There’s a concept in International Relations called “diversionary war“: a war governments deliberately start in order to distract their populations of troubles at home by giving them an external foe. The canonical example is probably the decision in 1982 by the Argentine military junta to start a war with the United Kingdom over the Falkland Islands (Malvinas), which they subsequently lost pretty handily. Indeed, recent scholarship suggests that most governments which start diversionary wars go on to lose them, which points to the tragic irony of diversionary wars: the same domestic unrest that prompts governments to start them also usually makes those governments ineffective at waging them.
This U.S. diplomatic cable from 1976 relating a private meeting between Tanzanian President Julius Nyerere and the U.S. Ambassador to Tanzania offers further evidence that policymakers do indeed pursue diversionary foreign policies at times. Commenting on growing military tensions between Jomo Kenyatta’s Kenya and Idi Amin’s Uganda, Nyerere says:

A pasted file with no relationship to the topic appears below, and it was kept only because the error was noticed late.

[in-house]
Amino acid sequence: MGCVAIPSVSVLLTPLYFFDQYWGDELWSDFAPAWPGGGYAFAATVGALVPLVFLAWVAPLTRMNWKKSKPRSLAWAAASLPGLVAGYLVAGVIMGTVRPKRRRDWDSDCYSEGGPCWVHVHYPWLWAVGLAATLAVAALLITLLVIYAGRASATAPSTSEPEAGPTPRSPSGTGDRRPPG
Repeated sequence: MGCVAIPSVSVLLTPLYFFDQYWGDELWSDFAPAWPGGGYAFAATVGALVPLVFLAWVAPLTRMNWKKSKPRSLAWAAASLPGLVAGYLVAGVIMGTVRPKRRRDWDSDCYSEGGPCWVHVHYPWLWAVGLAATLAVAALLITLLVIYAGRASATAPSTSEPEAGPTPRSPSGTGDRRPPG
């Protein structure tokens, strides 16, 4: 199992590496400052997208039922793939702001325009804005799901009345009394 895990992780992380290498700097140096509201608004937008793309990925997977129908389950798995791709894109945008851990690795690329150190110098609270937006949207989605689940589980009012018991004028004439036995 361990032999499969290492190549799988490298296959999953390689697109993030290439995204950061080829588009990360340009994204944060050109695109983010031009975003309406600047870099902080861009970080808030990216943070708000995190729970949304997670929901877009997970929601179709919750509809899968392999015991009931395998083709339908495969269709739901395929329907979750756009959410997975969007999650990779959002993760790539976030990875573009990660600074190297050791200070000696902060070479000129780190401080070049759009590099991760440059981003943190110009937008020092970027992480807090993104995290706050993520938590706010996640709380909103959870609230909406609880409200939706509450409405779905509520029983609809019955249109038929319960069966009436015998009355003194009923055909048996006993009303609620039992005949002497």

NYERERE TOOK A CERTAIN WRY AMUSEMENT FROM FACT THAT UK, ISRAEL, AND KENYA ARE NOW AMIN’S CHIEF ENEMIES. HE COULD UNDERSTAND KENYA’S MAKING A BIG THING OF THE UGANDAN THREAT. “JOMO NEEDS A LITTLE EXTERNAL TROUBLE TO REINFORCE INTERNAL UNITY RIGHT NOW AND AN EXTERNAL FOOL ALWAYS HELPS IN SUCH A CASE.” (NYERERE ADDED: “WE ALL DO IT SOMETIMES.”)
Despite calling for peaceful restraint in this cable, it would ultimately be Nyerere’s Tanzania, not Kenya, which would go to war with Uganda two years later, ultimately leading to the ouster of the increasingly brutal and erratic dictator.
(See also the cameo by Donald Rumsfeld in this 1976 cable.)